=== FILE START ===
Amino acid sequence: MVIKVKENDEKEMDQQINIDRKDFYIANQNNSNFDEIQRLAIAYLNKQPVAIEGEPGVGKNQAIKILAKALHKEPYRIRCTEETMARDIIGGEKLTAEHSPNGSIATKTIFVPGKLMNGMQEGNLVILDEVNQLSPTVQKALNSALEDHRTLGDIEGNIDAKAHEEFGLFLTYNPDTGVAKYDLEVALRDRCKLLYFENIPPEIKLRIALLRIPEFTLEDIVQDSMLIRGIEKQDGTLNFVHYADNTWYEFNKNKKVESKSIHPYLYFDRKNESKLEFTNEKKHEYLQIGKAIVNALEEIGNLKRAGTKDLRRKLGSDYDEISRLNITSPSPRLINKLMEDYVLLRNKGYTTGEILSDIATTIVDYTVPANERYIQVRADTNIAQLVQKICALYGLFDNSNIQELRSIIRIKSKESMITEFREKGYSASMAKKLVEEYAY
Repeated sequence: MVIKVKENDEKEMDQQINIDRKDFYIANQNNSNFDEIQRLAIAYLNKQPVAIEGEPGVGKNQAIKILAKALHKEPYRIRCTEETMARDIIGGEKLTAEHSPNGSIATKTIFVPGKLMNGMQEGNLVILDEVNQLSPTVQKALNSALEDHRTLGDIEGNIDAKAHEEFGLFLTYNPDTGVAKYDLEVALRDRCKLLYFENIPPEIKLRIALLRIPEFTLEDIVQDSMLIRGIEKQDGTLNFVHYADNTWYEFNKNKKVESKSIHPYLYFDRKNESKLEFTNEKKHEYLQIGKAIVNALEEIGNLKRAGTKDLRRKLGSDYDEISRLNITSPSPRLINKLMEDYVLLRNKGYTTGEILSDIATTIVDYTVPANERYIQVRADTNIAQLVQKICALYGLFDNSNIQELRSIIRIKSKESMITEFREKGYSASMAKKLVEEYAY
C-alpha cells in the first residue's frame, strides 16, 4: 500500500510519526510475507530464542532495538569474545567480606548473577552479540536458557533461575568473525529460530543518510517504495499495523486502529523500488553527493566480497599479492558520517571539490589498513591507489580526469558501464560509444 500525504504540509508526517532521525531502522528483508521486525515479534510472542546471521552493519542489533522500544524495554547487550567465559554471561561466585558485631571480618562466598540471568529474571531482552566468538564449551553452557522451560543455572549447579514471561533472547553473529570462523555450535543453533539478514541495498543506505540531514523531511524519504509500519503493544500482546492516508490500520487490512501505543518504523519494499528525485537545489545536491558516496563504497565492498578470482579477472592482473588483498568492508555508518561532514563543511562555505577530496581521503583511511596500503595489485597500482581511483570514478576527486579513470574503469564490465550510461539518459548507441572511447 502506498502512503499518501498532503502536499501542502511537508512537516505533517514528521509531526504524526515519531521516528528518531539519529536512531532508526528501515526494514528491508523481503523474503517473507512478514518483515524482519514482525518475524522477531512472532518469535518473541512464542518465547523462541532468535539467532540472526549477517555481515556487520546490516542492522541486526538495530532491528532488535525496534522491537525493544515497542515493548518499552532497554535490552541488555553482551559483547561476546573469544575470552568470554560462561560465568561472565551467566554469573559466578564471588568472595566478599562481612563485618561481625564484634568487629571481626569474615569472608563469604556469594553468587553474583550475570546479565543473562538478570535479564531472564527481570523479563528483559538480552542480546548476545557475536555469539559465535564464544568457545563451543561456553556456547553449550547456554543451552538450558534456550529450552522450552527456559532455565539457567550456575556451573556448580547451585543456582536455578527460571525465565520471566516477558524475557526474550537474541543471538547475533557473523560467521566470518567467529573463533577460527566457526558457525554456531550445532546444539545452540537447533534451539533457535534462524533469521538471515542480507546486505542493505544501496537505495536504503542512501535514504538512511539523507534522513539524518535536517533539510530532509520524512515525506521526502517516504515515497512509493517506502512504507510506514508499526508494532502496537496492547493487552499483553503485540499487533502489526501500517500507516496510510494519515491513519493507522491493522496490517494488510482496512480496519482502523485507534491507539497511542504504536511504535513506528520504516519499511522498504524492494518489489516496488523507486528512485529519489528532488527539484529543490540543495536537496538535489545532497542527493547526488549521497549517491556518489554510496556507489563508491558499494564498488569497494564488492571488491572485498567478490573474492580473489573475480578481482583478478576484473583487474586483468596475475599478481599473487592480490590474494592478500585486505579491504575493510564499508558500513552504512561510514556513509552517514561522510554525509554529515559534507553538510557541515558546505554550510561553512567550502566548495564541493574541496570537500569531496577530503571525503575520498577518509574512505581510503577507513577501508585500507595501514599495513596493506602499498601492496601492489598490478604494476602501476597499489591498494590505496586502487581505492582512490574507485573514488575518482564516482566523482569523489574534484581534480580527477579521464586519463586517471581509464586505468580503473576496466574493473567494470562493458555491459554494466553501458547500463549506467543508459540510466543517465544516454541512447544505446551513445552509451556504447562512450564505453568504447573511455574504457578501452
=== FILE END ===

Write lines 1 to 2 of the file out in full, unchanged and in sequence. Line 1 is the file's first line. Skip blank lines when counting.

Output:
Amino acid sequence: MVIKVKENDEKEMDQQINIDRKDFYIANQNNSNFDEIQRLAIAYLNKQPVAIEGEPGVGKNQAIKILAKALHKEPYRIRCTEETMARDIIGGEKLTAEHSPNGSIATKTIFVPGKLMNGMQEGNLVILDEVNQLSPTVQKALNSALEDHRTLGDIEGNIDAKAHEEFGLFLTYNPDTGVAKYDLEVALRDRCKLLYFENIPPEIKLRIALLRIPEFTLEDIVQDSMLIRGIEKQDGTLNFVHYADNTWYEFNKNKKVESKSIHPYLYFDRKNESKLEFTNEKKHEYLQIGKAIVNALEEIGNLKRAGTKDLRRKLGSDYDEISRLNITSPSPRLINKLMEDYVLLRNKGYTTGEILSDIATTIVDYTVPANERYIQVRADTNIAQLVQKICALYGLFDNSNIQELRSIIRIKSKESMITEFREKGYSASMAKKLVEEYAY
Repeated sequence: MVIKVKENDEKEMDQQINIDRKDFYIANQNNSNFDEIQRLAIAYLNKQPVAIEGEPGVGKNQAIKILAKALHKEPYRIRCTEETMARDIIGGEKLTAEHSPNGSIATKTIFVPGKLMNGMQEGNLVILDEVNQLSPTVQKALNSALEDHRTLGDIEGNIDAKAHEEFGLFLTYNPDTGVAKYDLEVALRDRCKLLYFENIPPEIKLRIALLRIPEFTLEDIVQDSMLIRGIEKQDGTLNFVHYADNTWYEFNKNKKVESKSIHPYLYFDRKNESKLEFTNEKKHEYLQIGKAIVNALEEIGNLKRAGTKDLRRKLGSDYDEISRLNITSPSPRLINKLMEDYVLLRNKGYTTGEILSDIATTIVDYTVPANERYIQVRADTNIAQLVQKICALYGLFDNSNIQELRSIIRIKSKESMITEFREKGYSASMAKKLVEEYAY